Soil fumigation with metam sodium can reduce clubroot severity and improve plant health in the subsequent canola crop. But because of high rates required and high cost per acre, fumigation may have a role in the eradication of localized or isolated areas of infestation.
Clubroot continues to spread through Alberta and the Prairie provinces. In Alberta, clubroot occurrence expanded from 1,064 fields in 24 counties at the beginning of the project in 2014 to more than 3,000 fields in 40 counties by 2018. Preventing the establishment of clubroot in a field can save producers millions of dollars both in control measures and in lost crop revenue and land value. Fumigation at field entrances reduces spore populations in newly-introduced infestations and reduces the risk of more widespread clubroot establishment in a field.
The aim of this three-year project was to develop a better understanding of the distribution and dispersal of clubroot and to develop methods to eradicate or reduce newly established infestations within fields and on a regional basis. The research continued clubroot surveillance and added pathotype monitoring, which will allow for better risk assessment and the selection of appropriate management strategies.
Experiments were conducted to evaluate the effect of metam sodium (Vapam) fumigant and application methods including watering, soil surface covering and soil incorporation on clubroot of canola.
Application of metam sodium reduced clubroot severity and increased stand establishment, plant growth and yield. Vapam application was effective at 400-800 litres per hectare, with some residual toxicity noted at higher rates. (This is equivalent to the 40 to 80 millilitres per square metre in the photo.) The application was most effective and resulted in the highest yields when the treated area was sealed under plastic for 12 days, but sufficient ventilation time (one to two weeks) must be allowed afterwards before seeding to avoid residual toxicity. Researchers also assessed the biofumigant MustGro at several rates, but few treatment effects were observed.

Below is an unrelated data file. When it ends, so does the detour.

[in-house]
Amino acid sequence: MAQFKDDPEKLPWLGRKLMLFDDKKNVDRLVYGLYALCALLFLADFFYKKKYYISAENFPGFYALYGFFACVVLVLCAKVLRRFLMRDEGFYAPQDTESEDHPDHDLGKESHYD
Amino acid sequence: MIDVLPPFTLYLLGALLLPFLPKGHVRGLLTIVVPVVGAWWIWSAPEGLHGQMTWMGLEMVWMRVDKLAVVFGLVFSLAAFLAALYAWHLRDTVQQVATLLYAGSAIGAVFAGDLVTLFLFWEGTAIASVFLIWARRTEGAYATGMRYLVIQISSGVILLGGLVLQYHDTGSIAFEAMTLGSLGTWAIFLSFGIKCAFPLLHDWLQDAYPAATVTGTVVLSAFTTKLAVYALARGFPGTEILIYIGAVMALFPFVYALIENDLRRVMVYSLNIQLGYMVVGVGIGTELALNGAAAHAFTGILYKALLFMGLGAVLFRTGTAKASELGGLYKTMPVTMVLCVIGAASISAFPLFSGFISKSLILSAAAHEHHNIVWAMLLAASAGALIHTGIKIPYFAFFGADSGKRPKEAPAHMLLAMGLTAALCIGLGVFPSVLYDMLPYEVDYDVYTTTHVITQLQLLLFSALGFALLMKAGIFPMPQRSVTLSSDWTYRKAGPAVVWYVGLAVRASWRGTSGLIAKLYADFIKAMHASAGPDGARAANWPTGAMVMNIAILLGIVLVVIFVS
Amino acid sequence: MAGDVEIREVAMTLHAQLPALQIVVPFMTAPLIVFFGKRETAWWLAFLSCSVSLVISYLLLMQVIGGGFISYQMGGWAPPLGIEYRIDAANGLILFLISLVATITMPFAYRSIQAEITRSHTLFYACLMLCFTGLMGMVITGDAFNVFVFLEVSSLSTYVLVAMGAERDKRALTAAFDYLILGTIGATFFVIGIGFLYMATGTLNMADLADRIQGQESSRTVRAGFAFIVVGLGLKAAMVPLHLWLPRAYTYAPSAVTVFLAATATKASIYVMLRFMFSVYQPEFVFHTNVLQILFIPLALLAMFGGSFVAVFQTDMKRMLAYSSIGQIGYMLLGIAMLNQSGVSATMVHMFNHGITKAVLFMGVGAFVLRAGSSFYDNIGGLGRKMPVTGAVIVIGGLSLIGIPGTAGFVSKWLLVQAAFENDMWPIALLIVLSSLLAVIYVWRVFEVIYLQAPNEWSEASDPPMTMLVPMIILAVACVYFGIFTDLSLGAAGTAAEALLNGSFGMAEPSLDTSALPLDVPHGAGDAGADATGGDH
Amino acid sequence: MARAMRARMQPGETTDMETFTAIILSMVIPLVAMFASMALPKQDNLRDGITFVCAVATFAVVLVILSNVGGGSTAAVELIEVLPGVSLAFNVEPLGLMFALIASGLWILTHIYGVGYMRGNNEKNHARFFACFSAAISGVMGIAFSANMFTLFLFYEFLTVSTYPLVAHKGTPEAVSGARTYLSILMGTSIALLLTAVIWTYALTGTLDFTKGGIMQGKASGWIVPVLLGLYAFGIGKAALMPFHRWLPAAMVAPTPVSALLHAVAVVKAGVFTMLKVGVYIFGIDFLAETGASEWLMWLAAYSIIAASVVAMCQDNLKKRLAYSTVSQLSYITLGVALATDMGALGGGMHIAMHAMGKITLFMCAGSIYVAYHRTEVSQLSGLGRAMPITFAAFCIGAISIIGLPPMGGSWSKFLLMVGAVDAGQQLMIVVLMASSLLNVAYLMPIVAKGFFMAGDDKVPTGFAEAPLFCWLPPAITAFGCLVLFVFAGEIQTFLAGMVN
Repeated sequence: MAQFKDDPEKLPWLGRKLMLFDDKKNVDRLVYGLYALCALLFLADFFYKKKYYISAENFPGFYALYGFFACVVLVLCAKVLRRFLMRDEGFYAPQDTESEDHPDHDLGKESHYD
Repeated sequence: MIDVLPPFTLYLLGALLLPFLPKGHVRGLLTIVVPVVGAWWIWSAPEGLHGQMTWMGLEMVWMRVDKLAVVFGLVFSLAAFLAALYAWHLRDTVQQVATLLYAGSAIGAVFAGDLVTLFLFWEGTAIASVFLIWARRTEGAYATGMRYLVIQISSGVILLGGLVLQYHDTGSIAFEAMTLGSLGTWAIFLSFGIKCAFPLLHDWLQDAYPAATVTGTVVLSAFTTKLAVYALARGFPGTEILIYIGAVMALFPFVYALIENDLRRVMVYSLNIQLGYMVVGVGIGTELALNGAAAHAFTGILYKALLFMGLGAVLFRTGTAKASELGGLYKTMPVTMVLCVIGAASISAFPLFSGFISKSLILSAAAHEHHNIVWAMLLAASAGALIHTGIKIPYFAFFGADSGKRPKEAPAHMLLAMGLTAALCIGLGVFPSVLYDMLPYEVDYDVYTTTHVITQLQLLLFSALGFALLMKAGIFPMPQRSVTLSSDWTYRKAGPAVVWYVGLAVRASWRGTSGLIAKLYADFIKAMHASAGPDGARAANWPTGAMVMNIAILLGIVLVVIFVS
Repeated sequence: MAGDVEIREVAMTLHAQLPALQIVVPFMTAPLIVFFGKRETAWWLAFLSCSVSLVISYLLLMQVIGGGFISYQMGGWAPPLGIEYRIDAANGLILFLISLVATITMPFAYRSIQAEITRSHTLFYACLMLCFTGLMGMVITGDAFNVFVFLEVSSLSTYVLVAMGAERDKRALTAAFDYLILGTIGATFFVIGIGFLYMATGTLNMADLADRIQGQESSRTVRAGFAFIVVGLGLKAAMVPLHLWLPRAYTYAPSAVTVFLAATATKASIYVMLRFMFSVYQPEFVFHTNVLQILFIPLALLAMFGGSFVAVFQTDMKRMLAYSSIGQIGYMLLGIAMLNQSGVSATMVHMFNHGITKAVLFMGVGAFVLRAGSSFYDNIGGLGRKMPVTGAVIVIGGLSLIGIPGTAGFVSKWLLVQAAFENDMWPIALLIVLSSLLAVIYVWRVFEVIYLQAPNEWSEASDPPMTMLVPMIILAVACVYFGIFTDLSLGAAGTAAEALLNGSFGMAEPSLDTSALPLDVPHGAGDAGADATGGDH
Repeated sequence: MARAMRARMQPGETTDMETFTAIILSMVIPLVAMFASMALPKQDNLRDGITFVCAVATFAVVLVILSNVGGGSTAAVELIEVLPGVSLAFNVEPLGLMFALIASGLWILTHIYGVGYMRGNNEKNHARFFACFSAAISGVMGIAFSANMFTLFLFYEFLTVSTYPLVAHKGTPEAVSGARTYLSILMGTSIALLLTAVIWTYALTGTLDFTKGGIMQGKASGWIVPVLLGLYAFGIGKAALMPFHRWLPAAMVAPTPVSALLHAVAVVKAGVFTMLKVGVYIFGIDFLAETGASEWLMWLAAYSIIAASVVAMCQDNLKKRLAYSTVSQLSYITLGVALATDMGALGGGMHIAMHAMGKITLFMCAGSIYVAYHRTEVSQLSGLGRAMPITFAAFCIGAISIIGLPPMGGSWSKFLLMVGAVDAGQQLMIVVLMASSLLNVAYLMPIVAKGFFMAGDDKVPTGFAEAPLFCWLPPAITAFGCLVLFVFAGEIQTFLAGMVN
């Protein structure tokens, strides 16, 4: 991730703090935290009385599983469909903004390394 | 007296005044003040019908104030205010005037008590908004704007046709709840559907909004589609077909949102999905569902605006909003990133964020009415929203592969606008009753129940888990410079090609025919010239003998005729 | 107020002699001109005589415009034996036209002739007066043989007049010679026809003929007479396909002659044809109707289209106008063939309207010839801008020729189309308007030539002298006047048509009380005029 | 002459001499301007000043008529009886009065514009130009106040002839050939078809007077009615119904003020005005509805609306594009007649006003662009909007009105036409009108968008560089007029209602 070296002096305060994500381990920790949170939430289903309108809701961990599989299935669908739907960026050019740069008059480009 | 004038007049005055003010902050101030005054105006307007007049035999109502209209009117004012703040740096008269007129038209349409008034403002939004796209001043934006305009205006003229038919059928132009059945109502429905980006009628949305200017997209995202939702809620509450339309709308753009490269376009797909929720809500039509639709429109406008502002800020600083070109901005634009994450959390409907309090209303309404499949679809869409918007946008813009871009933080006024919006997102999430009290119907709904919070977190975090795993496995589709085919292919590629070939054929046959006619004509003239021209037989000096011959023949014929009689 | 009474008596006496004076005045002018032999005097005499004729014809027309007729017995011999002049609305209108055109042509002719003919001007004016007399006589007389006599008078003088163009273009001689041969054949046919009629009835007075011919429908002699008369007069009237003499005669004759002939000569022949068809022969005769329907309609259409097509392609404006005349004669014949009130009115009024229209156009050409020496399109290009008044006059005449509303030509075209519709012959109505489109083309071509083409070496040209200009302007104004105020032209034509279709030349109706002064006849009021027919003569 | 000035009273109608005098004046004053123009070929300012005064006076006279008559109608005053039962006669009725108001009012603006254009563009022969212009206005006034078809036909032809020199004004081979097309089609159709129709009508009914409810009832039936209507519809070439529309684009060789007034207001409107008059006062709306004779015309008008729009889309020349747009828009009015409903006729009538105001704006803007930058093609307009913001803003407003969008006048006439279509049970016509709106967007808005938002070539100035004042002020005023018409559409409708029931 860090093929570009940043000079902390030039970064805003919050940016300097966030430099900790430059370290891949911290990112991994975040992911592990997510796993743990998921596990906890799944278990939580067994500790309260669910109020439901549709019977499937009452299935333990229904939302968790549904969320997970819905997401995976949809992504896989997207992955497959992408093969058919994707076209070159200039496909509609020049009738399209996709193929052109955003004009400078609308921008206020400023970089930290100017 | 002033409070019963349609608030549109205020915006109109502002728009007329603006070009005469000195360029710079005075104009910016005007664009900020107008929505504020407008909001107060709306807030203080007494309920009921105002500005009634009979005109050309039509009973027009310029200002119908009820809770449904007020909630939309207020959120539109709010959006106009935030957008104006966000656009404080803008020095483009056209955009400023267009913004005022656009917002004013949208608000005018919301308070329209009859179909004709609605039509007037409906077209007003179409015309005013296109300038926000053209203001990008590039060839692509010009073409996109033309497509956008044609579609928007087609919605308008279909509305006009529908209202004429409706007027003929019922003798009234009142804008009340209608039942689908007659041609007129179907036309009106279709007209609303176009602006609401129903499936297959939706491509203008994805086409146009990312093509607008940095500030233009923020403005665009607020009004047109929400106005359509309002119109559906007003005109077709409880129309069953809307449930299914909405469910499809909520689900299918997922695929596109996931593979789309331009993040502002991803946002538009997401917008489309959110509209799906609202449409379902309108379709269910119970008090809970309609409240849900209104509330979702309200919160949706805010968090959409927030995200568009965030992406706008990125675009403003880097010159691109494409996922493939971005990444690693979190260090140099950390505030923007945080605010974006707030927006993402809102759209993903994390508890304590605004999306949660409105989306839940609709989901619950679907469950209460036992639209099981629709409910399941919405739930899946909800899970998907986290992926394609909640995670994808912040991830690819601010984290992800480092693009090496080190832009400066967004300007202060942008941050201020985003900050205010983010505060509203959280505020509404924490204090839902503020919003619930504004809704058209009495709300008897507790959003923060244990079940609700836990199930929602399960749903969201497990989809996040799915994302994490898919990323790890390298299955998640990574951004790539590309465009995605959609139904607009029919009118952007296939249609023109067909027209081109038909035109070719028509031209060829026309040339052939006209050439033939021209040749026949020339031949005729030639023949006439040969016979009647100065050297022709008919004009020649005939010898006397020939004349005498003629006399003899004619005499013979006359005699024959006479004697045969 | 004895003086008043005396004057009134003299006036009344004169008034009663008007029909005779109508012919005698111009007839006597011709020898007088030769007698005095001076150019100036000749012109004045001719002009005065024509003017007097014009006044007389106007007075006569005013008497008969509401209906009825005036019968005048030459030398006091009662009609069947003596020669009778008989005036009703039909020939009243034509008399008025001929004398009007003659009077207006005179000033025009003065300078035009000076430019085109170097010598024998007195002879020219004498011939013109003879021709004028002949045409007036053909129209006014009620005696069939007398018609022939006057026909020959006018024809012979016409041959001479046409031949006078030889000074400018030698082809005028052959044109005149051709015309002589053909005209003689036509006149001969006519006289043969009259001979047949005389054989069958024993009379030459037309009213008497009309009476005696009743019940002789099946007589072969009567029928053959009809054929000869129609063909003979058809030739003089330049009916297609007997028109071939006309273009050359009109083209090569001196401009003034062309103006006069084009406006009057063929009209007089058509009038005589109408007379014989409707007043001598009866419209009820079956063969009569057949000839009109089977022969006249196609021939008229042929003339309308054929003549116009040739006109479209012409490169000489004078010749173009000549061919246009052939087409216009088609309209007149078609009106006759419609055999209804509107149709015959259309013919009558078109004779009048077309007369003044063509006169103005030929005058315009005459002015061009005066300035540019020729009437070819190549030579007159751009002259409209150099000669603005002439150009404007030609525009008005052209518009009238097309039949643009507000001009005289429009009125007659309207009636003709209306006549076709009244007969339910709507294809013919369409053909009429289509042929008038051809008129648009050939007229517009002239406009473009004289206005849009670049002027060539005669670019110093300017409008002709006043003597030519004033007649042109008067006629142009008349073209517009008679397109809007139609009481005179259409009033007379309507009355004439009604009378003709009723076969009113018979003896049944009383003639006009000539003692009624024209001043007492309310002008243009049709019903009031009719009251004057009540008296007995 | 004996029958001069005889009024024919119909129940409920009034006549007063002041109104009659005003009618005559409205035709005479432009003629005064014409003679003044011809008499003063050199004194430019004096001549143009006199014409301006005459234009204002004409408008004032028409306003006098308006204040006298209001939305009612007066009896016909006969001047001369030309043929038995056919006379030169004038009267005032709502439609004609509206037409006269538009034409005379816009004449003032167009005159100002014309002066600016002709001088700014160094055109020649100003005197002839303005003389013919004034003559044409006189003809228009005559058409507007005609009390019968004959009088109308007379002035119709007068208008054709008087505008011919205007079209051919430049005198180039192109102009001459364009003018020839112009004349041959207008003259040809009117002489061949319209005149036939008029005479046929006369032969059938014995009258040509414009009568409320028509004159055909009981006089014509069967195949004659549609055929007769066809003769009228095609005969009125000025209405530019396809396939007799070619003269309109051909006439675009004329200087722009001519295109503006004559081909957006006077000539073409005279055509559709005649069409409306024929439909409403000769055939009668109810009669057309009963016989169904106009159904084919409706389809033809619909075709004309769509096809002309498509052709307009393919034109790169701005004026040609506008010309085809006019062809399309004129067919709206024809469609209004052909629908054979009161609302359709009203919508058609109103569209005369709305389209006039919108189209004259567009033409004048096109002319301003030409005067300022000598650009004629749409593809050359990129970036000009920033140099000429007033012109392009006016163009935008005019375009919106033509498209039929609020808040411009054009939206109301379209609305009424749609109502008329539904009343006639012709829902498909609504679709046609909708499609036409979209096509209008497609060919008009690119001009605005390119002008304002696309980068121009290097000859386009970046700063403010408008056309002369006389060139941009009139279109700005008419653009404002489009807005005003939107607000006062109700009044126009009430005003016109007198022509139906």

Soil fumigation methods give producers the option to eliminate new clubroot infection sites before they become firmly established, thereby slowing the spread of the disease and minimizing its impact. Fumigation treatments may not be feasible or economical on a whole-field scale, but may be effective when targeted to localized spots in a field. Use of resistant cultivars will further reduce the risk of establishment of clubroot in a field. However, repeated cultivation of resistant cultivars in fields with established infections increases the risk of the development of new strains of clubroot that can defeat resistance resources.
Hwang, S.F., H.U. Ahmed, S.E. Strelkov, Q. Zhou, B.D. Gossen, G. Peng, G.D. Turnbull. 2018. Effects of rate and application method on the efficacy of metam sodium to reduce clubroot (Plasmodiophora brassicae) of canola. European Journal of Plant Pathology doi.org/10.1007/s10658-017-1281-y
Hwang, S.F., H.U. Ahmed, Q. Zhou, S.E. Strelkov, B.D. Gossen, G. Peng and G.D. Turnbull. 2014. Efficacy of Vapam fumigant against clubroot (Plasmodiophora brassicae) of canola. Plant Pathology 63: 1374-1383. Doi: 10.1111/ppa.12207
Hwang, S.F., H.U. Ahmed, S.E. Strelkov, Q. Zhou, B.D. Gossen, M.R. McDonald, G. Peng, and G.D. Turnbull. 2018. Suppression of clubroot by dazomet fumigant. Can. J. Plant Sci. 98: 1-11. doi.org/101139/CJPS-2017-0099